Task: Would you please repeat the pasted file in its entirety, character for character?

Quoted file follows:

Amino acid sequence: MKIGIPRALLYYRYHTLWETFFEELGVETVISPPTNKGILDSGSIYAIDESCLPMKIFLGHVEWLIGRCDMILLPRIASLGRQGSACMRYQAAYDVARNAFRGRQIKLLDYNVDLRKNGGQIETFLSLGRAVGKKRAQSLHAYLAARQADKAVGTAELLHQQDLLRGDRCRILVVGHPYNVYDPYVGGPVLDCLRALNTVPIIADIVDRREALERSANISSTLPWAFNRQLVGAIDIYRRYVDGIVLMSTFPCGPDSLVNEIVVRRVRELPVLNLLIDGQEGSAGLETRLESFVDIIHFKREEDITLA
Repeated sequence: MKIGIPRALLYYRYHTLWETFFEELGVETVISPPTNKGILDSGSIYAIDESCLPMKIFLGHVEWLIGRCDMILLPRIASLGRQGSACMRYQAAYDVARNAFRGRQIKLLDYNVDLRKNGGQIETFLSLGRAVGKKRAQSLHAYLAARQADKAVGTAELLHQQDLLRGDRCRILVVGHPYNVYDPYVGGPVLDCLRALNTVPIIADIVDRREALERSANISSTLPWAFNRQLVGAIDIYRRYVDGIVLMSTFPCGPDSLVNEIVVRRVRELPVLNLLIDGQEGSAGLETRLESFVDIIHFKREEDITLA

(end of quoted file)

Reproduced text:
Amino acid sequence: MKIGIPRALLYYRYHTLWETFFEELGVETVISPPTNKGILDSGSIYAIDESCLPMKIFLGHVEWLIGRCDMILLPRIASLGRQGSACMRYQAAYDVARNAFRGRQIKLLDYNVDLRKNGGQIETFLSLGRAVGKKRAQSLHAYLAARQADKAVGTAELLHQQDLLRGDRCRILVVGHPYNVYDPYVGGPVLDCLRALNTVPIIADIVDRREALERSANISSTLPWAFNRQLVGAIDIYRRYVDGIVLMSTFPCGPDSLVNEIVVRRVRELPVLNLLIDGQEGSAGLETRLESFVDIIHFKREEDITLA
Repeated sequence: MKIGIPRALLYYRYHTLWETFFEELGVETVISPPTNKGILDSGSIYAIDESCLPMKIFLGHVEWLIGRCDMILLPRIASLGRQGSACMRYQAAYDVARNAFRGRQIKLLDYNVDLRKNGGQIETFLSLGRAVGKKRAQSLHAYLAARQADKAVGTAELLHQQDLLRGDRCRILVVGHPYNVYDPYVGGPVLDCLRALNTVPIIADIVDRREALERSANISSTLPWAFNRQLVGAIDIYRRYVDGIVLMSTFPCGPDSLVNEIVVRRVRELPVLNLLIDGQEGSAGLETRLESFVDIIHFKREEDITLA